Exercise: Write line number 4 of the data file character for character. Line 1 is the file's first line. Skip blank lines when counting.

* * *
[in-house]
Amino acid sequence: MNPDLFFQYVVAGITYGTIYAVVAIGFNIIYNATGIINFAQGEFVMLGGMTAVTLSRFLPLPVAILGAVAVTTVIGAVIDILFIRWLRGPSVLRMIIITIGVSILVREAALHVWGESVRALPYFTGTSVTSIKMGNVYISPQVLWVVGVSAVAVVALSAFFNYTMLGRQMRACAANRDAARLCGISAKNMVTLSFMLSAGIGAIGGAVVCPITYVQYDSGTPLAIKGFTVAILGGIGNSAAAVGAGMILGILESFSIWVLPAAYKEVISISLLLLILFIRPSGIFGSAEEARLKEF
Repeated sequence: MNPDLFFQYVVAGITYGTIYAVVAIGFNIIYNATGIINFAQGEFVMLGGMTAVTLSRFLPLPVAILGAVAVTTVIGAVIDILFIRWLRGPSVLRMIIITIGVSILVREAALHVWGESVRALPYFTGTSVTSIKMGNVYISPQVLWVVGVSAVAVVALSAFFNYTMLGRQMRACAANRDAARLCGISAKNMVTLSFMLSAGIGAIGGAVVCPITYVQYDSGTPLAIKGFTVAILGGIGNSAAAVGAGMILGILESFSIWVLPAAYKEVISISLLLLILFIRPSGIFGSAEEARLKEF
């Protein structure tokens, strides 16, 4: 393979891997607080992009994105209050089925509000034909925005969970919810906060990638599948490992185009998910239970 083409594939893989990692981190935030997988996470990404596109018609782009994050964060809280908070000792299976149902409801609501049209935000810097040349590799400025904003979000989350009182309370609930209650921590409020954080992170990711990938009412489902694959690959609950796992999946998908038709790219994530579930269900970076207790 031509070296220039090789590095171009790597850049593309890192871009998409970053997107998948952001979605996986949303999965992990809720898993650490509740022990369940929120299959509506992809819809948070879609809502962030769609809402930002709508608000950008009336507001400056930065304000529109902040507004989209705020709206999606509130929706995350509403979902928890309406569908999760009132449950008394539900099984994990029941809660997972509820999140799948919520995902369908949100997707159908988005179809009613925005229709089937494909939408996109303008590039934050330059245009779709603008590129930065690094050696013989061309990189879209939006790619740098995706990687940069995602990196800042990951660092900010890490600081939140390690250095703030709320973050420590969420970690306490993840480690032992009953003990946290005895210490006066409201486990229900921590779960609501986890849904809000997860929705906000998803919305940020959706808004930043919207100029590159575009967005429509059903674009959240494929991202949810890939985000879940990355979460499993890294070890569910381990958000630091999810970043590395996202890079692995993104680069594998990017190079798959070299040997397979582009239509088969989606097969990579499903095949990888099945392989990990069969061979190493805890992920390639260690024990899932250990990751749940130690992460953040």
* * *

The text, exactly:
């Protein structure tokens, strides 16, 4: 393979891997607080992009994105209050089925509000034909925005969970919810906060990638599948490992185009998910239970 083409594939893989990692981190935030997988996470990404596109018609782009994050964060809280908070000792299976149902409801609501049209935000810097040349590799400025904003979000989350009182309370609930209650921590409020954080992170990711990938009412489902694959690959609950796992999946998908038709790219994530579930269900970076207790 031509070296220039090789590095171009790597850049593309890192871009998409970053997107998948952001979605996986949303999965992990809720898993650490509740022990369940929120299959509506992809819809948070879609809502962030769609809402930002709508608000950008009336507001400056930065304000529109902040507004989209705020709206999606509130929706995350509403979902928890309406569908999760009132449950008394539900099984994990029941809660997972509820999140799948919520995902369908949100997707159908988005179809009613925005229709089937494909939408996109303008590039934050330059245009779709603008590129930065690094050696013989061309990189879209939006790619740098995706990687940069995602990196800042990951660092900010890490600081939140390690250095703030709320973050420590969420970690306490993840480690032992009953003990946290005895210490006066409201486990229900921590779960609501986890849904809000997860929705906000998803919305940020959706808004930043919207100029590159575009967005429509059903674009959240494929991202949810890939985000879940990355979460499993890294070890569910381990958000630091999810970043590395996202890079692995993104680069594998990017190079798959070299040997397979582009239509088969989606097969990579499903095949990888099945392989990990069969061979190493805890992920390639260690024990899932250990990751749940130690992460953040």